‘12×12’ sees Belgium’s favourite passengers reach the five year mark in their musical journey…
It’s the story of METROLAND so far, celebrated in a lavish 4CD boxed set with 14 beautifully informative art cards and the carefully crafted conceptual presentation that came with their second album ‘Triadic Ballet’. It is a beautiful art piece on its own, but the music contained is of a high quality as well.
The journey began when their mechanised synthpop impressed audiences via the debut long player ‘Mind The Gap’, so much so that unscrupulous Russians bootleggers pirated several of the tracks and attempted to pass them off as new KRAFTWERK demos on eBay!
This undoubtedly was a back-handed compliment, especially as fans of METROLAND included Ralf, Florian, Karl and Wolfgang aficionados like Andy McCluskey and Rusty Egan. Certainly with KRAFTWERK today seemingly residing in 3D electro-cabaret, Passenger A and Passenger S have certainly filled a gap in the market. But without doubt, METROLAND have proved themselves more than just KRAFTWERK imitators over the last 60 months.
With each of the 4CDs following a distinct curative path, the ‘12≠12’ volume compiles the radio edits and short versions for an easily digestible introduction to the Mechelen duo. One thing METROLAND have especially managed better than KRAFTWERK, even in full length album form, is an understanding that tracks do NOT necessarily have to go on for ages.
‘12≠12’ is ideal for a cautious introduction with a listen over a cup of hot chocolate with friends. Beginning with the brilliance of ‘The Passenger’, a robotic number inspired by the tune which the former James Newell Osterberg wrote and recorded with a certain David Bowie, this has to be heard to be believed.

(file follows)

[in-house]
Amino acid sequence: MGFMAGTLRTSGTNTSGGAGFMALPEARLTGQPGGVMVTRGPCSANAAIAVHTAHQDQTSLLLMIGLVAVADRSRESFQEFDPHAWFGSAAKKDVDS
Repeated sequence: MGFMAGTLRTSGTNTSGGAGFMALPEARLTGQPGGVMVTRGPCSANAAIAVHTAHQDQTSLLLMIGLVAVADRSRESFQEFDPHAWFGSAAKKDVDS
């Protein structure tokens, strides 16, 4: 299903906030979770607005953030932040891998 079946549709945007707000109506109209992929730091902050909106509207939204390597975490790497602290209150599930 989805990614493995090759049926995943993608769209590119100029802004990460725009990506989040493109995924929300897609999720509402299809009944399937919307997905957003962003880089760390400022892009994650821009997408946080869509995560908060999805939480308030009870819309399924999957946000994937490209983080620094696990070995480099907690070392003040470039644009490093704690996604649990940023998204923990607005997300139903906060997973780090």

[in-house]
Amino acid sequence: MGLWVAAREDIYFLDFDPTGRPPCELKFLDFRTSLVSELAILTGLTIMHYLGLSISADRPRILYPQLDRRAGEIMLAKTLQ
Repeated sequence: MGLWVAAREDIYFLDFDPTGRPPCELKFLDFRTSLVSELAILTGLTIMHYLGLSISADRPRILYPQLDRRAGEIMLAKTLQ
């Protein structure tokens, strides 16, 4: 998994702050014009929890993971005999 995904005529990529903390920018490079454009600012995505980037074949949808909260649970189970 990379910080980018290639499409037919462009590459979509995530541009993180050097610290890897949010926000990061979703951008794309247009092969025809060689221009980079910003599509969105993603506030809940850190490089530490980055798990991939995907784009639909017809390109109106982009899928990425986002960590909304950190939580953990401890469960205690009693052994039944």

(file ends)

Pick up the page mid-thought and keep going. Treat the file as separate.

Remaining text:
The ‘small’ version of the most recent single ‘Cube’ proves that METROLAND have moved on with the spectre of ORBITAL looming, while ‘Re-design’ acts as a fine bite-size sampler of the epic three part 11 minute adventure of ‘Design’ from ‘Triadic Ballet’.
But the touching ‘soul mix’ of ‘Brother’ is where METROLAND reveal an unexpected emotiveness in a fine tribute to their departed engineer and friend Louis Zachert aka Passenger L, thanks partly to a manipulated voice sample with echoes of angels and ghosts…
The ’12×12’ disc collects the longer versions and assorted extended remixes. Particularly enjoyable is the 12inch ‘Subway version’ of METROLAND’s tribute to Harry Beck, the London Underground’s map designer, and the previously unavailable ‘Troisieme Etape’ take on ‘Thalys’. Meanwhile, the toughened up ‘Headphone’ mix of ‘Under The Roof’ provides a powerful accompaniment on any peak time commute.
Best of all, as far as the concept curation on ‘12×12’ goes, is the ‘12+12’ disc featuring various B-sides and non-album songs. Here, some of METROLAND’s bolder experiments outside of the long playing format come into play.
The haunting trauma of ‘The Hindenburg Landing’ contains the harrowing report by journalist Herbert Morrison recorded at the time of that fiery airship disaster in New Jersey.